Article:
A couple months back, I learned about Creation Crate – a monthly subscription box to inspire makers. I received my first box on Thursday. As soon as I opened it, I couldn’t wait to get started. I checked my mail before heading out to the pool for the afternoon and so, naturally, I unboxed my Creation Crate as soon as I got seated.
— Stacey Roshan (@buddyxo) August 12, 2016
After the pool, I decided I’d spend a little time doing the build, but that I’d leave the programming for the next day since it was already getting late. But, as soon as I got started, I was hooked. I couldn’t simply stop midway through :) So my Mood Lamp was built the same day that I received the box!
I really enjoyed the fact that there were ‘light’ instructions; it didn’t feel like a step-by-step guide that I needed to follow to the letter. In fact, the first part of the guide – which gives instructions for building the hardware – consisted mainly of pictures showing where the wires should be attached in the final product. There is a tiny bit of labeling on the guide (i.e.: make sure the resistors line up on the same column), but the booklet isn’t meant to specifically teach about circuitry and building electronics. Personally, I enjoyed looking at the diagram and then thinking about how and why things needed to be connected as they were. If I was using this with a student, I would certainly want to include a lesson along with this task to teach them why the wires needed to be attached as instructed. And if I knew nothing at all about circuitry, there really weren’t any explanations available to help me through the build process. But like I said, with just a slight bit of background, you’ll find yourself thinking through the provided diagrams and building understanding as you physically connect the wires on your own.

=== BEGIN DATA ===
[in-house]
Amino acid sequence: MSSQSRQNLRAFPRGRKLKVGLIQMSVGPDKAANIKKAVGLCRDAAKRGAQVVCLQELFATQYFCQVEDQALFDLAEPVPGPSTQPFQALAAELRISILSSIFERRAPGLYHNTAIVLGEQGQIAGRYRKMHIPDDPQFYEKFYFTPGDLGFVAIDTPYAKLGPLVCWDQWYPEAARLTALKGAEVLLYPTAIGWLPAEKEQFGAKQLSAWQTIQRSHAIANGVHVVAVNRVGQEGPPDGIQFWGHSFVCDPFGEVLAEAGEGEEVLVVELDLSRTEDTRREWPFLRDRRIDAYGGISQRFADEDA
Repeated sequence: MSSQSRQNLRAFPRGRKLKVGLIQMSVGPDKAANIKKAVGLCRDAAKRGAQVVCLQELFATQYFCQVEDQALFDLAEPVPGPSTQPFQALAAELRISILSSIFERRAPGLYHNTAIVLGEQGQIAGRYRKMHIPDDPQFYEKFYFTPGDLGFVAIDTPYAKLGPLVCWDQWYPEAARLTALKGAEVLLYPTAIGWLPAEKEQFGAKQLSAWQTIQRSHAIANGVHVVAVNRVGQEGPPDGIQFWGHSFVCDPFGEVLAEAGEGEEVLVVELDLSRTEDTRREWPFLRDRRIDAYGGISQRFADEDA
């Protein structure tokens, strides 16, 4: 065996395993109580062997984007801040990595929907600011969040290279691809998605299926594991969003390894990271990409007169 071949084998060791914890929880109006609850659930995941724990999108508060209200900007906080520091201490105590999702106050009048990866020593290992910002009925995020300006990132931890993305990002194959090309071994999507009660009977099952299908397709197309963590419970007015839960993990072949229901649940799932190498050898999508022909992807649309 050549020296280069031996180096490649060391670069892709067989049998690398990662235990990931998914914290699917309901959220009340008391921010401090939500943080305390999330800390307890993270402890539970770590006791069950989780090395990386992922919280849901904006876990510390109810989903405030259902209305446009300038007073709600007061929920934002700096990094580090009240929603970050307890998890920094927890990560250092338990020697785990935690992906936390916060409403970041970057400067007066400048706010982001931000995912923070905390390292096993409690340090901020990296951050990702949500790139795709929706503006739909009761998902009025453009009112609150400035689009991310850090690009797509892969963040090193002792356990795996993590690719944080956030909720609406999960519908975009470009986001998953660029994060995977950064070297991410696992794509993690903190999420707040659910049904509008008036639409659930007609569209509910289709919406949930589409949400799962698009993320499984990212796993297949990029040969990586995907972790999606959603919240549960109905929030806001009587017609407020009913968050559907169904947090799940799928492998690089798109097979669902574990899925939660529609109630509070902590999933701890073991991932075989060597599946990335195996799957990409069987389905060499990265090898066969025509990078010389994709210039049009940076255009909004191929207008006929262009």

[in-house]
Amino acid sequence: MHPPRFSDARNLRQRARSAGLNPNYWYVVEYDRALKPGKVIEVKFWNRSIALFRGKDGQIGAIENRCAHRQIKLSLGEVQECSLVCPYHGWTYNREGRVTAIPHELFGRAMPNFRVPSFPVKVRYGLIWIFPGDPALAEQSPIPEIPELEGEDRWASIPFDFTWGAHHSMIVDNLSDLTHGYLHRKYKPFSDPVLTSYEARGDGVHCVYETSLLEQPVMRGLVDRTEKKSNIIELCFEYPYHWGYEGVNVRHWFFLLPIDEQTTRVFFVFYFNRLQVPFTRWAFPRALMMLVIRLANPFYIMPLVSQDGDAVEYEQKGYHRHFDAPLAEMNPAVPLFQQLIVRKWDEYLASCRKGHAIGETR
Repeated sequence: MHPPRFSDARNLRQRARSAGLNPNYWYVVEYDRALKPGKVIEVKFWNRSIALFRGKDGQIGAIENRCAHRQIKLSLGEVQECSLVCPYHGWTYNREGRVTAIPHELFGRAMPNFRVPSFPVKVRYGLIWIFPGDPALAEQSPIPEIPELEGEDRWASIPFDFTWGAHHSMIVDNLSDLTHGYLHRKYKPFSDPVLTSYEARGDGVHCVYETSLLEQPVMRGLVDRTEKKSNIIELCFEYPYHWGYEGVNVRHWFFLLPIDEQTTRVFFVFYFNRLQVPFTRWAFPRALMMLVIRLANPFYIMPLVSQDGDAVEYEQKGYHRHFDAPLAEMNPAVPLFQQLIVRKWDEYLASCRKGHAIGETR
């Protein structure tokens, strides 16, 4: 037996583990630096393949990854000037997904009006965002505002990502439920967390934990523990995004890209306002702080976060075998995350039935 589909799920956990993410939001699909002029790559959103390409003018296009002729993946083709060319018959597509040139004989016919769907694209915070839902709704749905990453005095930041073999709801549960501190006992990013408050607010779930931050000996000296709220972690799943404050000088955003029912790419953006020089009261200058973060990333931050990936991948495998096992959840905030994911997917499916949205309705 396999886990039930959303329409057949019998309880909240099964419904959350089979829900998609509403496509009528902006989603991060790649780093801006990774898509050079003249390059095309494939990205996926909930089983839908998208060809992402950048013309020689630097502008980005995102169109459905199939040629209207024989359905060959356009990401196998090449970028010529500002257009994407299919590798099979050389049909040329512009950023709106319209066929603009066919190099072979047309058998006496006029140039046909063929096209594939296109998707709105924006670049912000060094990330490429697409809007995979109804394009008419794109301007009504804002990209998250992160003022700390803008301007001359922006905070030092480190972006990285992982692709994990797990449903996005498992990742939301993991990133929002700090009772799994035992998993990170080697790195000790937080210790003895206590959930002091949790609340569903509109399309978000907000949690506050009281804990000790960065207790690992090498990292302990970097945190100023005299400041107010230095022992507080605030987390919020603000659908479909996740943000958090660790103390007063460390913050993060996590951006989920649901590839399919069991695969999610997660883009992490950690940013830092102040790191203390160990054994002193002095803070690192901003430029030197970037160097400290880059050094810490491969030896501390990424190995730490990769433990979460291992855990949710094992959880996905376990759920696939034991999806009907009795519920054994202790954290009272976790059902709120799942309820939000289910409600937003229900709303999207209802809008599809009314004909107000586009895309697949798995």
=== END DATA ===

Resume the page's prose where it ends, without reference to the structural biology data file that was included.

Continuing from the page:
After building the hardware, it’s time to code. The instructions tell you to begin by downloading the Arduino Software and one necessary driver if using a Mac. As with the building instructions, there isn’t a ton of instruction that goes along with the code. You can simply copy the code word for word from the instructions or even download the code from the website. But, I was happy to see that there was good effort to explain each line of code in the comments provided. With my programming experience and the commenting included, I was able to understand how this program was being run.
After the coding comes the debugging! I always think of the debugging process as an exciting and invigorating frustration. Ha! But seriously, the debugging process – as vexing as it can be – is part of what makes programming so exhilarating when your code finally runs. Because I have experience coding, I was able to debug my code without too much difficulty.
At the end of the instructions manual, several questions are included to make you think deeper about the coding instructions (ie: you are challenged to change the overall brightness of the mood lamp; a hint is provided to help guide you to the variable that needs to be adjusted). There was also one bonus hardware exercise.
Creation Crate is most certainly a wonderful way to spark curiosity and get students interested in asking “why.” As I was putting my Mood Lamp together, I kept thinking about how much fun this activity would be for a parent to do with their child. How awesome would it be if a school had a set of Creation Crate’s that students were able to check out, as easily as they check out books at the library? That process of learning, questioning, doing, failing, fixing, and troubleshooting together would be a powerfully fun opportunity!
If you are interested in checking out a Creation Crate subscription, I believe you can get 10% off your first box at this link: Creation Crate – 10% off
Full disclosure: I received this box for free in exchange for an unbiased review on my blog.